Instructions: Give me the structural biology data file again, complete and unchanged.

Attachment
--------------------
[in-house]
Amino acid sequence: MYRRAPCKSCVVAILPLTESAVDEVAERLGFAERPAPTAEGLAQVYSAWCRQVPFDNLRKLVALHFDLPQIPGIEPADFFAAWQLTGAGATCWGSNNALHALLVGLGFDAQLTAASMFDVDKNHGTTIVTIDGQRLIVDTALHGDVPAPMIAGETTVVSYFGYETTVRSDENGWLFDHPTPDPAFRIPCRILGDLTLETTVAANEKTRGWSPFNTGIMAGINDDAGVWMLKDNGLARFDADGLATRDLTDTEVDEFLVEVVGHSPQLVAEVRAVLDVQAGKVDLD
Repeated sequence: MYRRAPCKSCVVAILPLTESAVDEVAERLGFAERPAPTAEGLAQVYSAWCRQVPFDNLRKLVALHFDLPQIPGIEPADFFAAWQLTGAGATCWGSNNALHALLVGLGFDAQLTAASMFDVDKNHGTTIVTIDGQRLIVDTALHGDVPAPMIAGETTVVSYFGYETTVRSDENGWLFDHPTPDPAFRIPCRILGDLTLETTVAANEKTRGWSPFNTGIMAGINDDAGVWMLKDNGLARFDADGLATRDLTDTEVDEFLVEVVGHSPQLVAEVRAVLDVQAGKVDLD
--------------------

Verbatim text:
[in-house]
Amino acid sequence: MYRRAPCKSCVVAILPLTESAVDEVAERLGFAERPAPTAEGLAQVYSAWCRQVPFDNLRKLVALHFDLPQIPGIEPADFFAAWQLTGAGATCWGSNNALHALLVGLGFDAQLTAASMFDVDKNHGTTIVTIDGQRLIVDTALHGDVPAPMIAGETTVVSYFGYETTVRSDENGWLFDHPTPDPAFRIPCRILGDLTLETTVAANEKTRGWSPFNTGIMAGINDDAGVWMLKDNGLARFDADGLATRDLTDTEVDEFLVEVVGHSPQLVAEVRAVLDVQAGKVDLD
Repeated sequence: MYRRAPCKSCVVAILPLTESAVDEVAERLGFAERPAPTAEGLAQVYSAWCRQVPFDNLRKLVALHFDLPQIPGIEPADFFAAWQLTGAGATCWGSNNALHALLVGLGFDAQLTAASMFDVDKNHGTTIVTIDGQRLIVDTALHGDVPAPMIAGETTVVSYFGYETTVRSDENGWLFDHPTPDPAFRIPCRILGDLTLETTVAANEKTRGWSPFNTGIMAGINDDAGVWMLKDNGLARFDADGLATRDLTDTEVDEFLVEVVGHSPQLVAEVRAVLDVQAGKVDLD